This is the third and fourth time this male bear wearing a blaze has been seen to visit, although it has probably come by much more often.
Other years, I did not see black bears from ending hibernation until at least August, so these springtime events are worth recording. I suspect that the high snow fall in the mountains around us and the rain in the valleys have driven the bears down into the valleys. Bears? Well owing to the local unusualness of its blaze, I have just seen one bear repeatedly.
I commented earlier that it was probably looking for garbage. It clearly found none and so seemed satisfied to eat local plants. Here it is eating clover.
It looks as if the bear is looking at us. Maybe it is, but it was a passing glance.
This is a good time for a scratch.
For the longest time the bear seemed either unaware or unconcerned that we were watching it from a distance. However, at the end of a long session, it climbed a tree and, in the dim light, stared at us, but without the huffing sound that indicates insecurity. It then ambled to the next home. Photograph by Cynthia Fraser.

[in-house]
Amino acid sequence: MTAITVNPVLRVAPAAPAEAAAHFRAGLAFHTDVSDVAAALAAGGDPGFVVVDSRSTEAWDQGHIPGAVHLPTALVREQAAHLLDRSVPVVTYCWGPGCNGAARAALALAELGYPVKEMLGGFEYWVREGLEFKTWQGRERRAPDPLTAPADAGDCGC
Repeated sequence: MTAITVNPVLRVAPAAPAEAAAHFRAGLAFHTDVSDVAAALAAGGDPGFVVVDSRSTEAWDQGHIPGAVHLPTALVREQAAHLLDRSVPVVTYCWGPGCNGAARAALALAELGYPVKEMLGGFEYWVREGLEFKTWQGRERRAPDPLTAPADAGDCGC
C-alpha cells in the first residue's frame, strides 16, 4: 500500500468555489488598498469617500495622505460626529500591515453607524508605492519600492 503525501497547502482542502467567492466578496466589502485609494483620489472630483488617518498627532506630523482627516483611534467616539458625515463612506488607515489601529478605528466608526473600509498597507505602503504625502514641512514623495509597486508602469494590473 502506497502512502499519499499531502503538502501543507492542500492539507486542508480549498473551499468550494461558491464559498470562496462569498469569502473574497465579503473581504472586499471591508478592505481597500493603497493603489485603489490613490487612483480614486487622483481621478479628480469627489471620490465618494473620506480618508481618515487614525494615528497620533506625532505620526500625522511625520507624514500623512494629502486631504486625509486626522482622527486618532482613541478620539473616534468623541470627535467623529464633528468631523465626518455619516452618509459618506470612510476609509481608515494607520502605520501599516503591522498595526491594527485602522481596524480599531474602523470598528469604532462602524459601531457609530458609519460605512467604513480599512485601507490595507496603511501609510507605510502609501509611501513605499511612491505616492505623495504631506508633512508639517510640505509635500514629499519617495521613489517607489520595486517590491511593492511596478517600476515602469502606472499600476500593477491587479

Three days later, the bear discovered a bird feeder. Photograph by Cynthia Fraser.
It set to work sampling it and destroying it. Photograph by Cynthia Fraser.
It really looks as if the bear is sticking its tongue at the photographer, but in truth it is just probably repeating the manoeuvre used on the bird feeder. Photograph by Cynthia Fraser.